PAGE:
I reckon that games like No Mans Sky are likely to be at the rear end, some of the last games that had true diversity in them. It can be the Horizon New Dawn is equally a game offering diversity, but the reviews call that in question to at least the smallest degree. Prey by Arkane Studios shows some originality, but when you play, there are elements that give a Bioshock view, a Dishonored view and more than one source is making the reference to System Shock. It led me to the question, when is new diversity no longer diverse? When we see the architecture and internals, there is a Bioshock feeling to it all (even though this is not under water). When we see the first person abilities with alien powers we see a glimpse of Dishonored. And it is the wrench start that gives us other references. They might just be winks to games like Half Life, it does not make it less diverse. Yet it takes more time and more game play to see actual diversity, so I wonder if we are seeing the end of it. As we play games and wonder about the replay of the Mass Effect and Fable Trilogy, is that the part we now hunger for? That feeling we had when we took another path to see Bowerstone Old Town evolve in a place not with gardens, but muddy with thugs?

Perhaps we want to do the journey one more time, because no matter how we slice it, both trilogies had an amazing storyline and it shows that the TV station FX had the best slogan of them all: ‘the story is everything‘. This is the side we desire and System Shock delivered like no game ever did ever before. Dungeon master had the long term challenge based on the shallowest of reasons (get to the exit). We saw again and again that storylines do the job. In that, a game I never cared for (Final Fantasy series) did deliver way beyond my comprehension, so I am very aware that this game has plenty of reasons to be adored by millions. So as I see it, it might be the equal view that shows us that a game like Prey will deliver on its own merit.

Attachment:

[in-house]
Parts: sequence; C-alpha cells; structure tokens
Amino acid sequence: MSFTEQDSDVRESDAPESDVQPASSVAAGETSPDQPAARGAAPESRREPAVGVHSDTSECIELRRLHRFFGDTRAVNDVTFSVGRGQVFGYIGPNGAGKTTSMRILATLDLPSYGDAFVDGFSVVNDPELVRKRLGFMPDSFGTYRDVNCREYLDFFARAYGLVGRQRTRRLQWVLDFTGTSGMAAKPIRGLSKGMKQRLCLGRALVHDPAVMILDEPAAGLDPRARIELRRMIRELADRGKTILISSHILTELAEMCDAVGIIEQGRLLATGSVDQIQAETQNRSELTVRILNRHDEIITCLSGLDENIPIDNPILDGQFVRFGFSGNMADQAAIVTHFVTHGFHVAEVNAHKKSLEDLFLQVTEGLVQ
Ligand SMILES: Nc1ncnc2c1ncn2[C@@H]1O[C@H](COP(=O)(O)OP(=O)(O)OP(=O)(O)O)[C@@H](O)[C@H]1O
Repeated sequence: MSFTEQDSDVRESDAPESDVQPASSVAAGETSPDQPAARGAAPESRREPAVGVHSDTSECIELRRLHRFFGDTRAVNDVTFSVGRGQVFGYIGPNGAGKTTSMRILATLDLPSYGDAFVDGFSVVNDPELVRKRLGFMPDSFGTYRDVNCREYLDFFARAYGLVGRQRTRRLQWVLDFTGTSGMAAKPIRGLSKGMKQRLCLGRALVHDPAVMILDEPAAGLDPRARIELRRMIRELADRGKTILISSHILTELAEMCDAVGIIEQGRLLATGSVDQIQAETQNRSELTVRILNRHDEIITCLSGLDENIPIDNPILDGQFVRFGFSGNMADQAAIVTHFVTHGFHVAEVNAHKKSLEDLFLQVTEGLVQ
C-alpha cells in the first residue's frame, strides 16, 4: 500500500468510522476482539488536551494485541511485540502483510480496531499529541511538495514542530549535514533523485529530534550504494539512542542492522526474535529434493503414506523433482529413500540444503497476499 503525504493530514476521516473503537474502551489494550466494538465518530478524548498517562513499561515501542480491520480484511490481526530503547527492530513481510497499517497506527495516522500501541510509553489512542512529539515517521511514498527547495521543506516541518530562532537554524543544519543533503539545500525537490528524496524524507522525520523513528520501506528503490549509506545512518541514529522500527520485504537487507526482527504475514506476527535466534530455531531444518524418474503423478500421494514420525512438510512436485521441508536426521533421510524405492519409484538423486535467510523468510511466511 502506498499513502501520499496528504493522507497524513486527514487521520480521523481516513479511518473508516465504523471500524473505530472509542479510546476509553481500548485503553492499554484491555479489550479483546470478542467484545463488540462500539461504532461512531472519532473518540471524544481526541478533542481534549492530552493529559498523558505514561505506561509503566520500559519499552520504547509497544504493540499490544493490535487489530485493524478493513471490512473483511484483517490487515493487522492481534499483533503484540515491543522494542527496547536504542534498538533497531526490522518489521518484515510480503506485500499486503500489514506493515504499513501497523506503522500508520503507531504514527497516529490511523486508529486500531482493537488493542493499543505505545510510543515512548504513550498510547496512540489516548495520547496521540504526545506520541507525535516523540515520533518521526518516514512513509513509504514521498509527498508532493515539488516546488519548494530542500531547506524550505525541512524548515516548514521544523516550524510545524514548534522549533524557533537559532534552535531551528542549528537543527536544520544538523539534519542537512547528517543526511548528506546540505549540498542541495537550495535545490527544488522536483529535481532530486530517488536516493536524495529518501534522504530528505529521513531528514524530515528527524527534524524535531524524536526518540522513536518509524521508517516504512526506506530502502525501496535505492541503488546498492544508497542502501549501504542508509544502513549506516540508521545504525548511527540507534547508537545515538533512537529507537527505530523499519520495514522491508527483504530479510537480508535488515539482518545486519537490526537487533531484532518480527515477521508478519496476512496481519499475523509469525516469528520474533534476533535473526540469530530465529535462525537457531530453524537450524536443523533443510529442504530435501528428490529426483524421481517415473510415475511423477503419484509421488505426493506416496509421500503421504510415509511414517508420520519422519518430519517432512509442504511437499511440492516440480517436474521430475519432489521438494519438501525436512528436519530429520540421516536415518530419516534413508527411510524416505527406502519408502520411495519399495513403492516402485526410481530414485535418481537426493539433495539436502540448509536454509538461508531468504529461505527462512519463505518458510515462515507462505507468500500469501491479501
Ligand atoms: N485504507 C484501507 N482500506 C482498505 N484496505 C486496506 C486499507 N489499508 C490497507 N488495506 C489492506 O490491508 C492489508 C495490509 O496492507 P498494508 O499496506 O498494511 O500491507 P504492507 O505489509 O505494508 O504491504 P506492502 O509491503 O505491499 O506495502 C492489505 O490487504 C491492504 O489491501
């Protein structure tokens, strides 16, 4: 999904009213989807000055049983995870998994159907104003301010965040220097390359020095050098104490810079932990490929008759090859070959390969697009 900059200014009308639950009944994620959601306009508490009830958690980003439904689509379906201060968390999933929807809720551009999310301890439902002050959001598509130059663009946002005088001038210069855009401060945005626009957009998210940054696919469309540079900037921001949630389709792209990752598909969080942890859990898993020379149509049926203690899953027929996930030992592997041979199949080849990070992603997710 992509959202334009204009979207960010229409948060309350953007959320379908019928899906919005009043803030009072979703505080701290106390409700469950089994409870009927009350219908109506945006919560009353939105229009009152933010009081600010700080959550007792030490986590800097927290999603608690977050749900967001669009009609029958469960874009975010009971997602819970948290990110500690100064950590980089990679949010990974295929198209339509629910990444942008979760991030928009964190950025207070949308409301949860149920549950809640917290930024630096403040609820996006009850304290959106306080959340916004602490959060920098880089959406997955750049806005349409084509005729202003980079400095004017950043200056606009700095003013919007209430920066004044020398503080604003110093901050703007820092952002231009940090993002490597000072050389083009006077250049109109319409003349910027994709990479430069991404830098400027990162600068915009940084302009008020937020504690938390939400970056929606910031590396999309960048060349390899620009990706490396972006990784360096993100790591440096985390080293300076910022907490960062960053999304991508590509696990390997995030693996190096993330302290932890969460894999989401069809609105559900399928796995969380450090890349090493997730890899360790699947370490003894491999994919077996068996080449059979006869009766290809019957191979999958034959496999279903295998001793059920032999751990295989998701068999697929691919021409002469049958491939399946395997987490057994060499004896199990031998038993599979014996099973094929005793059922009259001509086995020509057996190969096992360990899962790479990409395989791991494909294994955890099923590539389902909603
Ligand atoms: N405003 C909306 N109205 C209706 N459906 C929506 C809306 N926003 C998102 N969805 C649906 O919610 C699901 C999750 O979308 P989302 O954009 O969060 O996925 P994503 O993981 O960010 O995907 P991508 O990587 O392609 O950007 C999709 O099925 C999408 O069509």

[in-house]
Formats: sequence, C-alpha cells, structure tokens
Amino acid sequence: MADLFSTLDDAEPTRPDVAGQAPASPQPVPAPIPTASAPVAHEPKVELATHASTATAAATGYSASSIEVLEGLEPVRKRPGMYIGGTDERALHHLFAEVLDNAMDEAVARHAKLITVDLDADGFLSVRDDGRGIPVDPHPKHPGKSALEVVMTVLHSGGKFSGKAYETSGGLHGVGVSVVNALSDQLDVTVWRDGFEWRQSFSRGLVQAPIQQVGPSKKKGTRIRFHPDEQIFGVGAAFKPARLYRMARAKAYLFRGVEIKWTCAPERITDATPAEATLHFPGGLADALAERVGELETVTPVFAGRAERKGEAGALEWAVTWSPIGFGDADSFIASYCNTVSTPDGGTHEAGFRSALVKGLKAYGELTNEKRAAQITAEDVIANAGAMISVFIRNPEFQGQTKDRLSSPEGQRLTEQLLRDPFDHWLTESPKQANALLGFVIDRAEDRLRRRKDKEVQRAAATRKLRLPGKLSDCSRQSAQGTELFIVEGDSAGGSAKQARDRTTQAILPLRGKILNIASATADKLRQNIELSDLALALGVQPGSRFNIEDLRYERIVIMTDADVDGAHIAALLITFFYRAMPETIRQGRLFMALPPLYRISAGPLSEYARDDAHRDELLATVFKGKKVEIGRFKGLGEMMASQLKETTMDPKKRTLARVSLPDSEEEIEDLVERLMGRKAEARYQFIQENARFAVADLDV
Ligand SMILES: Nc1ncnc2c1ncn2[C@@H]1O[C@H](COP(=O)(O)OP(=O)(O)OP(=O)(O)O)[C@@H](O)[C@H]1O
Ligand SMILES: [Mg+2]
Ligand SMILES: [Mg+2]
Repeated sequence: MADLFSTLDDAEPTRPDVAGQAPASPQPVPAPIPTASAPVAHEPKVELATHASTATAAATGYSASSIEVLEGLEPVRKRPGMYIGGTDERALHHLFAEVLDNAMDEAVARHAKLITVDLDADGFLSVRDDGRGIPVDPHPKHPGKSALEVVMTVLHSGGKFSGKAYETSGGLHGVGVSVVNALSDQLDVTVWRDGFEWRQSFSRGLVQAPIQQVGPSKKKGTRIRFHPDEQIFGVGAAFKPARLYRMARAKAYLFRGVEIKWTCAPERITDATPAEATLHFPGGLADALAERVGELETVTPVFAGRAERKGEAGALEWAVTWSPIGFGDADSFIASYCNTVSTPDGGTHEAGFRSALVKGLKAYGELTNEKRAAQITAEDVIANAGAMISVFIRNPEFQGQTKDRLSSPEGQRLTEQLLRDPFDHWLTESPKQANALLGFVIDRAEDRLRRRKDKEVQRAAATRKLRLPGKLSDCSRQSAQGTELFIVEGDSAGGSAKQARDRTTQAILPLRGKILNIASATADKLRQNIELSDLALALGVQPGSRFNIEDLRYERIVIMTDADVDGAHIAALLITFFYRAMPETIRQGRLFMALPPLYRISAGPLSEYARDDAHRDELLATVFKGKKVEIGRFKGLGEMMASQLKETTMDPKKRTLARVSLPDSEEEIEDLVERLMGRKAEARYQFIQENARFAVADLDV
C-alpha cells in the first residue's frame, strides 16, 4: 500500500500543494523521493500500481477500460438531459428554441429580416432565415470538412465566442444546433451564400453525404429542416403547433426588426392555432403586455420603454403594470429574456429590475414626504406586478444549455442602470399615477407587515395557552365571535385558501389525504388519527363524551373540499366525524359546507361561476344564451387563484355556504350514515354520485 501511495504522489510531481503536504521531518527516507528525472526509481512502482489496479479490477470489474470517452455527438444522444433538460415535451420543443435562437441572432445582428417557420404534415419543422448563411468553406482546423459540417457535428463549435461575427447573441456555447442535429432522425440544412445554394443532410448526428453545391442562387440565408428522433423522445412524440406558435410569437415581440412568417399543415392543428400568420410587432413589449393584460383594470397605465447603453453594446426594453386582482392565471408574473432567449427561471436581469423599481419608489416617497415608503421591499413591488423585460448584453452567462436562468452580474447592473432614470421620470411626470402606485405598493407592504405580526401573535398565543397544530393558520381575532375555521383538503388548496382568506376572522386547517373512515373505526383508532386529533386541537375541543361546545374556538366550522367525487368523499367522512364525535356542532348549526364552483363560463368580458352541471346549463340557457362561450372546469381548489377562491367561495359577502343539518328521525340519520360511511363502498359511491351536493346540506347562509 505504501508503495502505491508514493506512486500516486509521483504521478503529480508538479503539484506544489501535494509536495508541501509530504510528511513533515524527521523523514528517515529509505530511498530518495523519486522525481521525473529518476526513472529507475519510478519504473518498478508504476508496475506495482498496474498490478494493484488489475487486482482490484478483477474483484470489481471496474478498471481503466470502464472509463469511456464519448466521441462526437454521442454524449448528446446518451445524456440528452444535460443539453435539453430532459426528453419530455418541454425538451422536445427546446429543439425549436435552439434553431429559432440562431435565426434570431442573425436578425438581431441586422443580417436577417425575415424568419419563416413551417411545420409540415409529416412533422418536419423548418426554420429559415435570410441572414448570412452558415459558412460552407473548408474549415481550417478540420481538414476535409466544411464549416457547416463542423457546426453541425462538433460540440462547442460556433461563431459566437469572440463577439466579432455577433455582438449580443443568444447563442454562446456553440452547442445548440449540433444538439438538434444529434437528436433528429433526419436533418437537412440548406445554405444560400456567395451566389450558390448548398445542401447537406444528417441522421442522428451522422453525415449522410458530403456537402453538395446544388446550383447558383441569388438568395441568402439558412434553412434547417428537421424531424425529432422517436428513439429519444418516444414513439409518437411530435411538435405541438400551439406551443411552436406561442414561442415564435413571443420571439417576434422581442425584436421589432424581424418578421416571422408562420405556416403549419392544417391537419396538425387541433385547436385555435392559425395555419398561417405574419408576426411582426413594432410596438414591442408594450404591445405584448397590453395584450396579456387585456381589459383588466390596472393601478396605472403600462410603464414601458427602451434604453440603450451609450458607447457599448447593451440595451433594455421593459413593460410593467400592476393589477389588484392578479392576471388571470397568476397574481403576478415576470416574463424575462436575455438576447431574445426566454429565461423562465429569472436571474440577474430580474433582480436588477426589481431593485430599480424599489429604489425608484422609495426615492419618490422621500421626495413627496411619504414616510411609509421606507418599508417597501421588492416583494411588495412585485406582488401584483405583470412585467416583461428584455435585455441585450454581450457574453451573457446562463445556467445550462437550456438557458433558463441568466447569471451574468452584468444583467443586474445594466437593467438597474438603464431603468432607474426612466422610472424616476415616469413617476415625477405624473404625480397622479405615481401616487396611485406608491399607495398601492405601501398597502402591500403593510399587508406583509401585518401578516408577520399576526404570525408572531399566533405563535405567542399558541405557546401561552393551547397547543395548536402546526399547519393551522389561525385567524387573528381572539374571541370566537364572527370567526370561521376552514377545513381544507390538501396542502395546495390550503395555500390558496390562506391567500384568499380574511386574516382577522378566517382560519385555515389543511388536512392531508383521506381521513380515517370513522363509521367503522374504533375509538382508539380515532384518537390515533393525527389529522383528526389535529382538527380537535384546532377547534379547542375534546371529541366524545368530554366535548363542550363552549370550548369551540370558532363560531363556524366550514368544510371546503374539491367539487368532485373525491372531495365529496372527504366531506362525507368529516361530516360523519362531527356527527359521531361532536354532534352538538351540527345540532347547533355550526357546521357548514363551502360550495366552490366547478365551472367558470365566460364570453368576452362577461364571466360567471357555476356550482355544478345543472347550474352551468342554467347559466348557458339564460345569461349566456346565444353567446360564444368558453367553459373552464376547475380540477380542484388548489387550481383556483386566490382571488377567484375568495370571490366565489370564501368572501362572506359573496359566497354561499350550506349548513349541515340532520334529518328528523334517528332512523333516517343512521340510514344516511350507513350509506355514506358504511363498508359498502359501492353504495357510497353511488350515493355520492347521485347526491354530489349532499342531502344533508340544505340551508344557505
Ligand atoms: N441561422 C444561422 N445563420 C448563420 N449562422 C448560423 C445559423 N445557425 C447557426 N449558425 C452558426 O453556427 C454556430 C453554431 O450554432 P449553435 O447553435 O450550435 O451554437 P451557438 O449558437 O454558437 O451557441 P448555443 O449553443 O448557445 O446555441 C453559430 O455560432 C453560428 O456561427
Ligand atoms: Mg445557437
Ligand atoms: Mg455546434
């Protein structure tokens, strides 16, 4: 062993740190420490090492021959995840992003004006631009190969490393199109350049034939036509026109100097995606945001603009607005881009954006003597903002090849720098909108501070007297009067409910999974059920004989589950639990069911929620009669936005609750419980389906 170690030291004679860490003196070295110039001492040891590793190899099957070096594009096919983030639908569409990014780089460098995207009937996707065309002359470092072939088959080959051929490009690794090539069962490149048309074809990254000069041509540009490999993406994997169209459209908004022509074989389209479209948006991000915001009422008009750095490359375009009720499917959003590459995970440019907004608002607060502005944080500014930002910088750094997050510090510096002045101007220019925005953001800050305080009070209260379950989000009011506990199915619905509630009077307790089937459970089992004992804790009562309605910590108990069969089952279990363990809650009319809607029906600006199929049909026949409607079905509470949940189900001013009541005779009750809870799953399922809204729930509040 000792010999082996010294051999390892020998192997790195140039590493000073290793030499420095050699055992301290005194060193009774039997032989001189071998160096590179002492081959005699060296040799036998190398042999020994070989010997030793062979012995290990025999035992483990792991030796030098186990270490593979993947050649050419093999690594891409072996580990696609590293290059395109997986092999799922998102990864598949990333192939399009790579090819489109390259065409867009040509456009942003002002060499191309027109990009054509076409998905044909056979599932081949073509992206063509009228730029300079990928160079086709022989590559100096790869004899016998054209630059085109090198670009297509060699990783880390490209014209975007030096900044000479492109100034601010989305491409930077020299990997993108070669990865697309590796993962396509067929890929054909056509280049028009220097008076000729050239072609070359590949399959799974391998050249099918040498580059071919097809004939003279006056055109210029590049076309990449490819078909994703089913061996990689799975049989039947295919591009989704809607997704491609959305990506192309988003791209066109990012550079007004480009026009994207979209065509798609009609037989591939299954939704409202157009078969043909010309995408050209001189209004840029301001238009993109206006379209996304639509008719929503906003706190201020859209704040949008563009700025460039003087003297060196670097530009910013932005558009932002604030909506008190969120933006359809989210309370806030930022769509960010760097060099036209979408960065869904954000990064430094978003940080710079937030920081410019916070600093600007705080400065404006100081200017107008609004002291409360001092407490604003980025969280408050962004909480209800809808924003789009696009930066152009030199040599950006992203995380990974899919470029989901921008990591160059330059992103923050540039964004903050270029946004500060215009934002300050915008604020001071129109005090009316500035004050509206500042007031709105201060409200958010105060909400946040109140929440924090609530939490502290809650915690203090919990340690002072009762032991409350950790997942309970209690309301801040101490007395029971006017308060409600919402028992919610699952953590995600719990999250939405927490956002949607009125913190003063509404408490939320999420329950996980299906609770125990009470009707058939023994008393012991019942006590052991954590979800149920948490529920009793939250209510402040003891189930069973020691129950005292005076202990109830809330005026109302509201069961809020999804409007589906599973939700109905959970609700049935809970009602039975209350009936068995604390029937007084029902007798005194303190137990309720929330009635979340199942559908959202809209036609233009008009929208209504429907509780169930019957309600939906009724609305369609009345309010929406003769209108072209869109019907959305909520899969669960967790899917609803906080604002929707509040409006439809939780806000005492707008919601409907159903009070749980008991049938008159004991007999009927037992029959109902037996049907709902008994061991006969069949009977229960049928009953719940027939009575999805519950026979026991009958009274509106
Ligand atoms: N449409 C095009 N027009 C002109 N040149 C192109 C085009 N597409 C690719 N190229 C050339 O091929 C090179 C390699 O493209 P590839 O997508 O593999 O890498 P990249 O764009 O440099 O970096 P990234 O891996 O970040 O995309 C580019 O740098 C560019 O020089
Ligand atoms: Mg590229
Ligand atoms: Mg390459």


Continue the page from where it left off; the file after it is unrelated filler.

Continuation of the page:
I wonder whether diversity without a decent story has a chance, just like great stories without diversity. In that last example it is the Assassins Creed line that is the best example. From my point of view it is the glitches that killed it, but diversity is equally a reason. When we consider these points, we see that the old great games are still optional winners. They offered originality, diversity and challenge. The response that remake (even 20 years later) is no diversity at all is true and I agree for those replaying it, but for those who never played it before it will be plenty diverse. Now we can depend on that element, as well as the essential element that it is the personal desire to replay a game, yet how does that get us to the never completed remake (at present) game called Midwinter? In the old days, being able to do all these different things on the Atari ST was truly amazing, but those moments have been surpassed long ago by Far Cry 3, so where is its need? We can see that plenty of people would love to see the remake of Paradroid 90, a game that should work easily on tablets and as such it could be a nice way for Andrew Braybrook to increase his retirement fund by a fair bit, because absent a few little issues, the game was near perfect and playable to the largest of extents. I always regarded Loderunner, the ‘1984 game of the year’ in a similar way. I actually had to take the day off (read: sickie) one time as I had been playing all night and continues playing through the day, when I finally made it to level 151 I saw the very first level again yet now at a higher speed. With 80+ lives left I started again until I had enough, I stopped before level 200, exhausted with millions of accumulated points. Best gaming day ever, I was deaf and blind to whatever happened around me and the biggest workout for my Sharp TV ever (in those days).